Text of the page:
Definition of Cliffhanger

A cliffhanger is a plot device in which a character or characters are left with a difficult dilemma or a shocking revelation at the end of a chapter or section. Authors use cliffhangers in order to encourage the reader to keep turning pages to find out what happens, or to buy the next book in a series.

The term cliffhanger is thought to have originated with the 1873 novel A Pair of Blue Eyes by Thomas Hardy. The novel was an example of the popular of the time, serialized fiction. These types of novels were published one chapter at a time in weekly or monthly periodicals. To keep readers interested and wondering what would happen next, Thomas Hardy left his Henry Knight hanging off a cliff at the end of one of these sections. Thus, the definition of cliffhanger had a literal meaning at the beginning; readers wondered if Henry Knight would escape, and how he would do so.

Common Examples of Cliffhanger

Cliffhangers are very popular in television shows and movie series. Advertisers have also picked up on the tradition, and have incorporated examples of cliffhangers in certain ads so that potential customers will be interested enough to visit their websites to learn more. Cliffhangers are arguably most popular in soap operas, which are charged with the difficult task of keeping viewers coming back day after day, week after week, year after year.

Here are some notable cliffhanger examples from television and film:

Significance of Cliffhanger in Literature

Though the concept of the cliffhanger was perhaps most popular with the rise of serialized fiction, and now with television and movie series, there are examples of cliffhangers all the way back to ancient Greece. For example, in Homer’s epic poem The Odyssey, the reader is confronted with suitors for Odysseus’s wife attempting to kill his son, but action shifts over to Odysseus’s adventures before we learn Telemachus’s fate.

Cliffhangers are perhaps most common in certain fiction, such as mystery, thriller, and adventure novels. However, there are examples of cliffhangers in countless works of literature. Interestingly, there is a psychological effect known as the Zeigarnik effect which states that people who have been interrupted in a task remember it better than a completed task. Thus, there is some psychological that readers and viewers will not only be more interested in what happens next in a serialized work, but will also remember the details better.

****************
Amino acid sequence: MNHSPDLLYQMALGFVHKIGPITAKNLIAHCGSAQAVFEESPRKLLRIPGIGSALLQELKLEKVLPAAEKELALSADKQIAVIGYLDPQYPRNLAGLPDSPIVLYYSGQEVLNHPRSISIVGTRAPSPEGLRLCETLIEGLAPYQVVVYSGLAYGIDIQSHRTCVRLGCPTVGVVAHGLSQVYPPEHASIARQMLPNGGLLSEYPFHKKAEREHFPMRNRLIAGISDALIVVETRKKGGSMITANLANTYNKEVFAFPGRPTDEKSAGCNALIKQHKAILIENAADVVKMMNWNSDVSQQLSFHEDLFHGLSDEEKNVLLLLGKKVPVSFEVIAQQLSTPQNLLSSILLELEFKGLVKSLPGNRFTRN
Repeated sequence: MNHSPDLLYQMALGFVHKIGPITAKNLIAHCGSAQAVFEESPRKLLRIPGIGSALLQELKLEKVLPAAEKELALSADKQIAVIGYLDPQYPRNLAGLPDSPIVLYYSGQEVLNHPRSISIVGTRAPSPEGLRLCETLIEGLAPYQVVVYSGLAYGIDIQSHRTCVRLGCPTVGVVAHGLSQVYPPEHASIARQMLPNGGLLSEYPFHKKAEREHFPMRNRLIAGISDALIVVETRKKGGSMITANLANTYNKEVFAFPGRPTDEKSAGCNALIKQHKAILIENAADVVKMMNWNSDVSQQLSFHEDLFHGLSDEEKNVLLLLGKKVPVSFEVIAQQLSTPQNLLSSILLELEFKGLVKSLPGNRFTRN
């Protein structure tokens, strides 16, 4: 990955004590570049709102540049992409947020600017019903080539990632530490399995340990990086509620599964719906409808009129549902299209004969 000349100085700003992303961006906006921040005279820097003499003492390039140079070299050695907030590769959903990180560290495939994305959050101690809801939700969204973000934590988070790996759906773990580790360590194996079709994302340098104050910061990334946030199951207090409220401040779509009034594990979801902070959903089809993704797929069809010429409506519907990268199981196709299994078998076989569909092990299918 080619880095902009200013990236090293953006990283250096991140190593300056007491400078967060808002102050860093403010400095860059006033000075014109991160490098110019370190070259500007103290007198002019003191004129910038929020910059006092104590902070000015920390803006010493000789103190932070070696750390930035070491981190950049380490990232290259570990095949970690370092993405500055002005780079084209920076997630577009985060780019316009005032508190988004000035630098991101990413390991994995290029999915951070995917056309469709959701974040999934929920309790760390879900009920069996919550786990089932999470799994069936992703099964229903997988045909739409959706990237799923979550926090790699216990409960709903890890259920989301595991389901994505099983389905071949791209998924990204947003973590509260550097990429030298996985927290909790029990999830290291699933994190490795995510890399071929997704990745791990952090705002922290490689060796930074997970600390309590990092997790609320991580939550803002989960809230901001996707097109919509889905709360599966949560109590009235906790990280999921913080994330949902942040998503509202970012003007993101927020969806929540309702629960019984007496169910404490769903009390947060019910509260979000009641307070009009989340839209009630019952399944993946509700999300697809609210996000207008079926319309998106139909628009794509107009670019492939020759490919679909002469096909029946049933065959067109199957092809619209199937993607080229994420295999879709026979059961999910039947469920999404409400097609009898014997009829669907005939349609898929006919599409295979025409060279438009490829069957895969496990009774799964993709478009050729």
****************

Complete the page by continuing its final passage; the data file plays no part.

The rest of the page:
Examples of Cliffhanger in Literature

Example #1

Meantime the suitors went on board and sailed their ways over the sea, intent on murdering Telemachus. Now there is a rocky islet called Asteris, of no great size, in mid channel between Ithaca and Samos, and there is a harbour on either side of it where a ship can lie. Here then the Achaeans placed themselves in ambush.

(The Odyssey by Homer)

As referenced above, even this early and classic text contains a famous example of a cliffhanger. The first four books of Homer’s Odyssey concern Telemachus’s journey to find his father, but we don’t see him again until Book XV. During this time we learn about what Odysseus has been doing, but are kept in suspense about Telemachus’s fate.

Example #2

And the King was astonished, and said to him, What causeth thee to weep, O youth? He answered, How can I refrain from weeping, when this is my state?—and so saying, he stretched forth his hand, and lifted up the skirts of his clothing; and lo, half of him, from his waist to the soles of his feet, was stone; and from his waist to the hair of his head, he was like other men. He then said, Know, O King, that the story of the fish is extraordinary; if it were engraved upon the intellect, it would be a lesson to him who would be admonished:—and he related as follows:—

(One Thousand and One Nights, translated by Edward William Lane)

The collection of stories One Thousand and One Nights gives an important function to cliffhangers. The framing device for this collection is the that a ruler named Shahryār believes all women to be unfaithful, and executes each successive new bride the day after their wedding. A cunning woman named Scheherazade puts this to a stop when she starts telling the rule a tale on their wedding night, but leaves a cliffhanger at the end so that Shahryār is forced to stay her execution and keep listening to her tales. In fact, most of the cliffhangers do not end in the sense that there is grave danger. Instead, many tales end with a character promising to tell a new interesting story which will illuminate the previous one. Such is the case with the excerpt above.

Example #3

Voldemort had raised his wand. His head was still tilted to one side, like a curious child, wondering what would happen if he proceeded. Harry looked back into the red eyes, and wanted it to happen now, quickly, while he could still stand, before he lost control, before he betrayed fear—
He saw the mouth move and a flash of green light, and everything was gone.

(Harry Potter and the Deathly Hallows by J. K. Rowling)

Many avid readers speculated about how J. K. Rowling would end the Harry Potter series, with several theories involving Harry’s own death at the hands of Voldemort. In the seventh book there is indeed a confrontation between Harry and his , and at the end of Chapter 34 we read that Harry sees the tell-tale green flash (a killing curse). There are many examples of cliffhangers throughout the series, but this is the most dramatic; we do not find out for several pages if Harry has, in fact, died.